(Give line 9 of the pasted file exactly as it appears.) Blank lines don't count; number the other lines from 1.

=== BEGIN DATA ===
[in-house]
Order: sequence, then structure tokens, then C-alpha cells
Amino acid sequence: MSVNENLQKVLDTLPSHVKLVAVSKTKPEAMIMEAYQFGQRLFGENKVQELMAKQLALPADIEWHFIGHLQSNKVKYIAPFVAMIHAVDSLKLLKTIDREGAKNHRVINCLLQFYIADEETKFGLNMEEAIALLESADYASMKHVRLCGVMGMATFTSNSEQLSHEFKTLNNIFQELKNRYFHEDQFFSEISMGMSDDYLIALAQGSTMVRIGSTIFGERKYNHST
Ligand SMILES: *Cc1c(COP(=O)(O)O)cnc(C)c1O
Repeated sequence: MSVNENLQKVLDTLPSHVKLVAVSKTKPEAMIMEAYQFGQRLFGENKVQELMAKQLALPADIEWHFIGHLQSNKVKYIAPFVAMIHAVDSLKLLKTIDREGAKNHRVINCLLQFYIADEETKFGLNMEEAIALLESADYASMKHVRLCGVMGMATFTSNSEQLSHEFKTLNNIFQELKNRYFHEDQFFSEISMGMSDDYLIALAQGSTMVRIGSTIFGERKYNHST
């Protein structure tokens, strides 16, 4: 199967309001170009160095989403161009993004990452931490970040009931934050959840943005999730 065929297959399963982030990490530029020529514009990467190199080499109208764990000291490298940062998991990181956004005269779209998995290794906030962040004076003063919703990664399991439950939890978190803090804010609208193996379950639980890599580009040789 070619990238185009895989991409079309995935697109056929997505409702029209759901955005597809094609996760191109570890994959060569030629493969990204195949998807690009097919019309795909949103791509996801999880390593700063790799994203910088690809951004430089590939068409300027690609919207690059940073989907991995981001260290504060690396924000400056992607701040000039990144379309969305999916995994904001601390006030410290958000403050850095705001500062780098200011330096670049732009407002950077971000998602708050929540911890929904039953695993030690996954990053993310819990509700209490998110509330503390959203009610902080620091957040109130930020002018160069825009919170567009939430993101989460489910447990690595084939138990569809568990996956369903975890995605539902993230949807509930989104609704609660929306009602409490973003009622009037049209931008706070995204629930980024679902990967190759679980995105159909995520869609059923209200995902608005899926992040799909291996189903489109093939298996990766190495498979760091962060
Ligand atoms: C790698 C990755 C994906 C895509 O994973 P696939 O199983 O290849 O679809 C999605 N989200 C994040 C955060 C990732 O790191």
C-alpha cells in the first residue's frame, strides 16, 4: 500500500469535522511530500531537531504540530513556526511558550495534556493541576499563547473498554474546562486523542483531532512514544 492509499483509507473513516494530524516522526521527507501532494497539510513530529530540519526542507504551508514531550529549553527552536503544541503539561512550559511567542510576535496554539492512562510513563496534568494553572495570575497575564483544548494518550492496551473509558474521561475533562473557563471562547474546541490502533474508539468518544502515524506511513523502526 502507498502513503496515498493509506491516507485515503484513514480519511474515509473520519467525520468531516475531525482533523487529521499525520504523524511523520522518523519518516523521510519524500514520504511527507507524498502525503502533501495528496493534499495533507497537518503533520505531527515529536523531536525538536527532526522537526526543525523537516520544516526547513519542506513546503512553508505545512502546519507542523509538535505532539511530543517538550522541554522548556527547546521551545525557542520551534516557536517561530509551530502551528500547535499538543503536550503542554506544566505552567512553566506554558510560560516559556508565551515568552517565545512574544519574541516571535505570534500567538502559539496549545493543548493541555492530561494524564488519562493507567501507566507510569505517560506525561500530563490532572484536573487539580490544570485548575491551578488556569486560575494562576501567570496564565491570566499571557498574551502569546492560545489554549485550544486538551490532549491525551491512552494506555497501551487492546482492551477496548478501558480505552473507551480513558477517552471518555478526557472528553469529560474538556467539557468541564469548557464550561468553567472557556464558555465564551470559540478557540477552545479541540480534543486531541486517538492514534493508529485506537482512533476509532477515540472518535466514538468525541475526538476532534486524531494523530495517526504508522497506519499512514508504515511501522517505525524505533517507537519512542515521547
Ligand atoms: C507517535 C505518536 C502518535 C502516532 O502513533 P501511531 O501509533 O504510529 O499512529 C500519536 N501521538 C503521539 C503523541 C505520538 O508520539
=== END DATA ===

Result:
Ligand atoms: C507517535 C505518536 C502518535 C502516532 O502513533 P501511531 O501509533 O504510529 O499512529 C500519536 N501521538 C503521539 C503523541 C505520538 O508520539